This is where that "other" area of handling comes in. POB is a static, sword-at-rest measurement. I'm learning from folks like Peter, Nathan, and Patrick that there's more to it than weight and POB. For instance, I plan to buy a Regent from Albion, but I was concerned about its stats. It was a similar weight and the same POB as the Baron I own, and I wanted something different in terms of blade presence.

Patrick owns both and was a great help. Apparently they have different rotation points due to different mass distribution, which I believe Peter was referring to, though I don't fully understand the idea. This makes two sword with similar weights and the same POB handle differently.

Perhaps one of those guys will chime in on dynamic properties of a blade, rather than static ones like POB.


Surprised this was a concern as you have handled both fairly extensively.

Don't feel at all the same to me. :-)

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PostPosted: Fri 21 Jan, 2005 7:35 am    Post subject: Re: The Balance of period rapiers as against reproduction bl         Reply with quote

Peter Johnsson wrote:

Dynamic balance is the feel of the sword when it is in motion, the heft you feel when you wield it, the inertia and correspondence between rotation pointes in the hilt and blade.

Safe sparring swords need to be built with this in mind if they ar ever to come close to original weapons.
Just total weight and point of blalnce is not enough make sure the handling is like it should be on a proper weapon.


Thank you, Peter, for your informative posts. I now understand what you mean by dynamic properties (or, at least I think that I do).

The concept is like what is termed 'polar moment of inertia' in vehicles. A mid-engined automobile (think Porsche Boxster) with most of its mass between the front and rear wheels, will have more responsive handling - ability to change direction more easily - than some other vehicle with more mass distributed over the axles, such as an all-wheel drive car (think Audi S4).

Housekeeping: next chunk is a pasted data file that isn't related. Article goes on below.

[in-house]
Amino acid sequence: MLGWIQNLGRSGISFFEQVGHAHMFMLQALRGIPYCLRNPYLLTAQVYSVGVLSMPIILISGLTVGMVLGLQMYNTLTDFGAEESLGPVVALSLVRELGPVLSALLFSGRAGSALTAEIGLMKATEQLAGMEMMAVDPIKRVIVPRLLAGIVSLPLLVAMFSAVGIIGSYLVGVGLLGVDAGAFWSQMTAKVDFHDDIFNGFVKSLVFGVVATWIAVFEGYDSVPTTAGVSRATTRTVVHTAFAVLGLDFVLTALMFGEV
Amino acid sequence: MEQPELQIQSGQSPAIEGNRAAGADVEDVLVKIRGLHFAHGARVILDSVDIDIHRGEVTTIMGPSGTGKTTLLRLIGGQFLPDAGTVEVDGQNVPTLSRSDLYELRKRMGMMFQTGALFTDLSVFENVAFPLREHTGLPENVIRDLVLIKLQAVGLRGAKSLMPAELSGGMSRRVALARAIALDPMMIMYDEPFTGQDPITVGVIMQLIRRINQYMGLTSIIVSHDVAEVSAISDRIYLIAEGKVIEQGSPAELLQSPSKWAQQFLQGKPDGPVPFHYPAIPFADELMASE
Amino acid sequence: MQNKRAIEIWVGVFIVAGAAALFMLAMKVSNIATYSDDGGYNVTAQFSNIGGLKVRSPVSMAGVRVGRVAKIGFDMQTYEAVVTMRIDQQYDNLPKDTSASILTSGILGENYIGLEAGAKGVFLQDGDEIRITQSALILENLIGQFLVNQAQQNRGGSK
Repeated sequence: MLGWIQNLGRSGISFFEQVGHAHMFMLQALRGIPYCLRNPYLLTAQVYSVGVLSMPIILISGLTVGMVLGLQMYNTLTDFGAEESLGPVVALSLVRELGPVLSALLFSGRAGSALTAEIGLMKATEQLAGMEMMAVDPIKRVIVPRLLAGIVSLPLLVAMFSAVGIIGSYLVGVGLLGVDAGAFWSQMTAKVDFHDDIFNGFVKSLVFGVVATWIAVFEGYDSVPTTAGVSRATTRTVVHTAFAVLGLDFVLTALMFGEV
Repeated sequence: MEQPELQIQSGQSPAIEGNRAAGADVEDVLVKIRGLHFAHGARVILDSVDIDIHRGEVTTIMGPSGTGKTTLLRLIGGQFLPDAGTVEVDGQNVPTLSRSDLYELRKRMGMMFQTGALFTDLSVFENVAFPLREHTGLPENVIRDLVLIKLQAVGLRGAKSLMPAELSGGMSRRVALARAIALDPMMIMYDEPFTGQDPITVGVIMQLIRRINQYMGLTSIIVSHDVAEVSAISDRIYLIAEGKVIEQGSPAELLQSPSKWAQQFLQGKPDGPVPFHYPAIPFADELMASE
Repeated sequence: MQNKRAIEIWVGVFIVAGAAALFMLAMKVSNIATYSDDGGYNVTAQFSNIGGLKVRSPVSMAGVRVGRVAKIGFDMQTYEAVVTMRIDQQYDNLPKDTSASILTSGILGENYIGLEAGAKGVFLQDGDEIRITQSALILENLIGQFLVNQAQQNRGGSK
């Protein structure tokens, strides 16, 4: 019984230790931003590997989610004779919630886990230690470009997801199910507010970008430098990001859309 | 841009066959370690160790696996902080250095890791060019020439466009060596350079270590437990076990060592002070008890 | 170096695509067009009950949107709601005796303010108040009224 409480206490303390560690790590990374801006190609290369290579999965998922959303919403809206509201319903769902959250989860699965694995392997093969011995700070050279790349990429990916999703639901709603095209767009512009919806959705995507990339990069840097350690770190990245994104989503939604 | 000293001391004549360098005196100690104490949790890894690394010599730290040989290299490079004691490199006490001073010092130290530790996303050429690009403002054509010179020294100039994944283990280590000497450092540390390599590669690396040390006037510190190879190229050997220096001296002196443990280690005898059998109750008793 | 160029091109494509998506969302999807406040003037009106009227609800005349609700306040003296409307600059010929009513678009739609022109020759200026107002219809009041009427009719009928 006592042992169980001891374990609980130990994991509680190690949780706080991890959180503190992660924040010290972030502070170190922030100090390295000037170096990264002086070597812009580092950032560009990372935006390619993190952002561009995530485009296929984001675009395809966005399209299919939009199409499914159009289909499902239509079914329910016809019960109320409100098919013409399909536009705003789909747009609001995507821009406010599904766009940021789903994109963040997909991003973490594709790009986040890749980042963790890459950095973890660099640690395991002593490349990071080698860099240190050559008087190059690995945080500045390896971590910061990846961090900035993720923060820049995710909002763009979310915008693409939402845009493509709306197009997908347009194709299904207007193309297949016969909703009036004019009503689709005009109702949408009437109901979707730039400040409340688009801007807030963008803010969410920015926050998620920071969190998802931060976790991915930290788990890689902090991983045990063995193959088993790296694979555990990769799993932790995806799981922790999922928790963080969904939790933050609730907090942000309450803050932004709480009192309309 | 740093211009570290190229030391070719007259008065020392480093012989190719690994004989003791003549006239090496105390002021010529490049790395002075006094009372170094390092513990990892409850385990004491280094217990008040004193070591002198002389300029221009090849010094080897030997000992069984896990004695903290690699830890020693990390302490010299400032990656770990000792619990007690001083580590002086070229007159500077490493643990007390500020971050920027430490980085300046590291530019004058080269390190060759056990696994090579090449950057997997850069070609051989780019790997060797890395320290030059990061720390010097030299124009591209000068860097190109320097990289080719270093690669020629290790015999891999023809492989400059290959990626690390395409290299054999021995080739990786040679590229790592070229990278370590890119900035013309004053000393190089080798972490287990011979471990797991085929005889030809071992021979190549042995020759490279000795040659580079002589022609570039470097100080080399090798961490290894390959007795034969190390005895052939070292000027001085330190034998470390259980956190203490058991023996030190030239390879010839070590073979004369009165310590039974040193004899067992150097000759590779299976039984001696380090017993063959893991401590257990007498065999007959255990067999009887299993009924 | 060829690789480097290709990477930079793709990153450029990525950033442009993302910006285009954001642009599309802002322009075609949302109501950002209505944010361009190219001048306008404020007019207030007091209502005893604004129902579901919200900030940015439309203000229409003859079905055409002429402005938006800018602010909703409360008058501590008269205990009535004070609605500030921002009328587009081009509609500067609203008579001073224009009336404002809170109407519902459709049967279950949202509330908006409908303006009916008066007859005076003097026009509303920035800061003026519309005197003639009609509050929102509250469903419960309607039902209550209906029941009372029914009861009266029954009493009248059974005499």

And, presumably, this consideration of dynamic properties is what separates the Albion Squire Line from other blunts. Also, explains why some folks have pointed out that, while the Squire Line swords CAN be sharpened, they are not designed to be sharp. I guess that sharpening would remove a relatively constant amount of mass per cm length of blade, all along the blade length. This could then have an effect in the overall mass distribution of the blade, moving the POB out toward the point, and the feel of the blade changes accordingly?
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PostPosted: Fri 21 Jan, 2005 7:36 am    Post subject:         Reply with quote

Joe Fults wrote:
Surprised this was a concern as you have handled both fairly extensively.

Don't feel at all the same to me. :-)


I've seen your Regent plenty, but I don't think I actually cut with it at either party. I believe I only picked it up a couple of times total, so I didn't have a clear picture of its characteristics. Happy

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PostPosted: Fri 21 Jan, 2005 7:54 am    Post subject:         Reply with quote

Ahh hah! Okay now that made sense, thanks Peter. As you say when the mass is distributed differently it would take more energy to overcome the inertia if the mass was distributed on the ends of your bars. I hadn't really considered that before although I've had some inkling of the rotation points and so forth from other things you've said in the past. Also that the blade would exhibit characteristics if the mass was distributed differently in terms of whippiness etc. totally makes sense. Again thanks for taking the time to explain.
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PostPosted: Fri 21 Jan, 2005 8:21 am    Post subject:         Reply with quote